6. 6.
    Maschio, G, Alberti, D, Janin, G, Locatelli, F, Mann, JF, Motolese, M,  et al. 1996Effect of the angiotensin-converting-enzyme inhibitor benazepril on the progression of chronic renal insufficiency: The Angiotensin-Converting-Enzyme Inhibition in Progressive Renal Insufficiency Research GroupN Engl J Med33493945CrossRefPubMedGoogle Scholar
  7. 7.
    The GISEN Group (Gruppo Italiano di Studi Epidemiologici in Nephrologia)1997Randomized placebo-controlled trial of effect of ramipril on decline in glomerular filtration rate and risk of terminal renal failure in proteinuric, non-diabetic nephropathyLancet349185763Google Scholar
  8. 8.
    Brenner, BM Cooper, ME de Zeeuw, D Keane, WF Mitch, WE Parving, HH for the RENAAL Study Investigators et al. 2001Effects of losartan on renal and cardiovascular outcomes in patients with type 2 diabetes and nephropathyN Engl J Med3458619PubMedGoogle Scholar
  9. 9.
    Lewis, EJ Hunsicker, LG Clarke, WR Berl, T Pohl, MA Lewis, JB for the Collaborative Study Group et al. 2001Renoprotective effect of the angiotensin-receptor antagonist irbesartan in patients with nephropathy due to type-2 diabetesN Engl J Med34585160CrossRefPubMedGoogle Scholar
  10. 10.
    Parving, HH Lehnert, H Brochner-Mortensen, J Gomis, R Andersen, S Arner, P for the Irbesartan in Patients with Type-2 Diabetes and Microalbuminuria Study Group2001The effect of irbesartan on the development of diabetic nephropathy in patients with type 2 diabetesN Engl J Med3458708CrossRefPubMedGoogle Scholar
  11. 11.
    Nakao, N, Yoshimura, A, Morita, H, Takada, M, Kayano, T, Ideura, T 2003Combination treatment of angiotensin-II receptor blocker and angiotensin-converting enzyme-inhibitor in non-diabetic renal disease (COOPERATE): a randomized controlled trialLancet36111724CrossRefPubMedGoogle Scholar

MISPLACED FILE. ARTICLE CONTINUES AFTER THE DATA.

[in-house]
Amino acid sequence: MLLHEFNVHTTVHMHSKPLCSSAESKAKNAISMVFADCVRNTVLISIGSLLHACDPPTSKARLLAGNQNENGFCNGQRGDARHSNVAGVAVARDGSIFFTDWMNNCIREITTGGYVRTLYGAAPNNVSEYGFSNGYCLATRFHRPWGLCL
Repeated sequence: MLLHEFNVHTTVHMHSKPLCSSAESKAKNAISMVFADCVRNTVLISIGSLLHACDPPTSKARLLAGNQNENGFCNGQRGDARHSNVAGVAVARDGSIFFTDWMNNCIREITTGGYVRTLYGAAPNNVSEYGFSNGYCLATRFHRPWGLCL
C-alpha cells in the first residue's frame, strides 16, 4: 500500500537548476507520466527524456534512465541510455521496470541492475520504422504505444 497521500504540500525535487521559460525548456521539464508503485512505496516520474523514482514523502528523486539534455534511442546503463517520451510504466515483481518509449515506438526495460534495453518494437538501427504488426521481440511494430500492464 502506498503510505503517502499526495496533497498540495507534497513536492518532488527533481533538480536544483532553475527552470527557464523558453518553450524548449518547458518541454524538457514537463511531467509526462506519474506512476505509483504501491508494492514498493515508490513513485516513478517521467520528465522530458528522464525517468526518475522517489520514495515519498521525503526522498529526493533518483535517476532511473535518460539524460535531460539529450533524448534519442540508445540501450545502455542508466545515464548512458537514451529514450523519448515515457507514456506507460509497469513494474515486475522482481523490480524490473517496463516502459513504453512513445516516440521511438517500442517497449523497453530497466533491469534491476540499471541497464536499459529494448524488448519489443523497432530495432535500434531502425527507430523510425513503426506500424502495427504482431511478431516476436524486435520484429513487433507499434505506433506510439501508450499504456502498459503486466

12. 12.
    Akizawa, T, Koide, K, Koshikawa, S 1998Effects of Kremezin on patients with chronic renal failure: results of a nationwide clinical studyKidney and Dialysis4537388(in Japanese)Google Scholar
  13. 13.
    Koshikawa, S,  et al. 1987The effect of AST-120 on the course of chronic renal insufficiencyKidney and Dialysis2237381(in Japanese)Google Scholar
  14. 14.
    Koide, K, Koshikawa, S, Yamane, K, Hidaka, S, Sekino, H, Saito, M,  et al. 1987Clinical evaluation of AST-120 on suppression of progression of chronic renal failure: multi-center, double-blind study in comparison with placeboClinical Evaluation1552764(in Japanese)Google Scholar
  15. 15.
    Pocock, SJ, Simon, R 1975Sequential treatment assignment with balancing for prognostic factors in the controlled clinical trialBiometrics11031Google Scholar
  16. 16.
    Horio, M, Orita, Y, Manabe, S, Sakata, M, Fukunaga, M 1997Formula and nomogram for predicting creatinine clearance from serum creatinine concentrationClin Exp Nephrol11104Google Scholar
  17. 17.
    Ware, J, Kosinski, M, Dewey, J 2000How to score version 2 of SF-36R health surveyQualityMetricLincoln, RIGoogle Scholar
  18. 18.
    Mark, SD, Robins, JM 1993A method for the analysis of randomized trials with complianceinformation: an application to the Multiple Risk Factor Intervention Trial. Controlled Clin Trials147997Google Scholar

Copyright information

© Japanese Society of Nephrology 2005

Authors and Affiliations

  • Satoshi Morita
    • 1
  • Shunichi Fukuhara
    • 1
  • Tadao Akizawa
    • 2
  • Yasushi Asano
    • 3
  • Kiyoshi Kurokawa
    • 4
  1. 1.Department of Epidemiology and Health Care ResearchKyoto University Graduate School of MedicineKyotoJapan
  2. 2.Center of Blood Purification TherapyWakayama Medical SchoolWakayamaJapan
  3. 3.Department of Internal MedicineJichi Medical School and Sashima Red Cross HospitalTochigiJapan
  4. 4.The Research Center for Advanced Science and TechnologyUniversity of TokyoTokyoJapan

Personalised recommendations